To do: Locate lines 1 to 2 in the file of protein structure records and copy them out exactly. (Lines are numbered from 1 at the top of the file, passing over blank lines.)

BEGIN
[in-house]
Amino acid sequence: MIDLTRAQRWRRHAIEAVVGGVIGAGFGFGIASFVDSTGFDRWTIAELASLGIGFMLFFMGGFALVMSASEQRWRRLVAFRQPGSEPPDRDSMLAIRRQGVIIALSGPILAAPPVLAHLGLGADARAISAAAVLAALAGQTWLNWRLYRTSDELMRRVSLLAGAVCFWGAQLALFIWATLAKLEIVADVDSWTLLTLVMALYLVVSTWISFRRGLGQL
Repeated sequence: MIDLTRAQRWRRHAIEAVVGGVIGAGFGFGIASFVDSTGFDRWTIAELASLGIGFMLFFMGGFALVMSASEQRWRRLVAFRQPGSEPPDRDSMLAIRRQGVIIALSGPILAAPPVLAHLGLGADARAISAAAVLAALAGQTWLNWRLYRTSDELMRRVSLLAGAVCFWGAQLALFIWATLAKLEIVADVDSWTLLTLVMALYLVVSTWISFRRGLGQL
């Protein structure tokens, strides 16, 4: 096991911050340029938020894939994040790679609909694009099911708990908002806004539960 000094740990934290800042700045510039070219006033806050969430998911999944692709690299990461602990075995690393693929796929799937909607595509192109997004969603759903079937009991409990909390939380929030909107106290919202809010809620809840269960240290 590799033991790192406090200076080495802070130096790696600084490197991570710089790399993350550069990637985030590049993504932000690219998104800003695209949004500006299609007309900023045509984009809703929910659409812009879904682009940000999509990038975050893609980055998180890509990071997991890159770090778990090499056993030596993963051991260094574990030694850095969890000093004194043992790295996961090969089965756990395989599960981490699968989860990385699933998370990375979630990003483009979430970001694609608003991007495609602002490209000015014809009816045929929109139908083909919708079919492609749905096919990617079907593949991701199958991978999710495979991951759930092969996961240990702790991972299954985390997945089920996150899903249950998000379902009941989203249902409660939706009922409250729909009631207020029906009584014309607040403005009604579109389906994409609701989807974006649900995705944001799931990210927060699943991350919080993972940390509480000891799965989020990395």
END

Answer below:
[in-house]
Amino acid sequence: MIDLTRAQRWRRHAIEAVVGGVIGAGFGFGIASFVDSTGFDRWTIAELASLGIGFMLFFMGGFALVMSASEQRWRRLVAFRQPGSEPPDRDSMLAIRRQGVIIALSGPILAAPPVLAHLGLGADARAISAAAVLAALAGQTWLNWRLYRTSDELMRRVSLLAGAVCFWGAQLALFIWATLAKLEIVADVDSWTLLTLVMALYLVVSTWISFRRGLGQL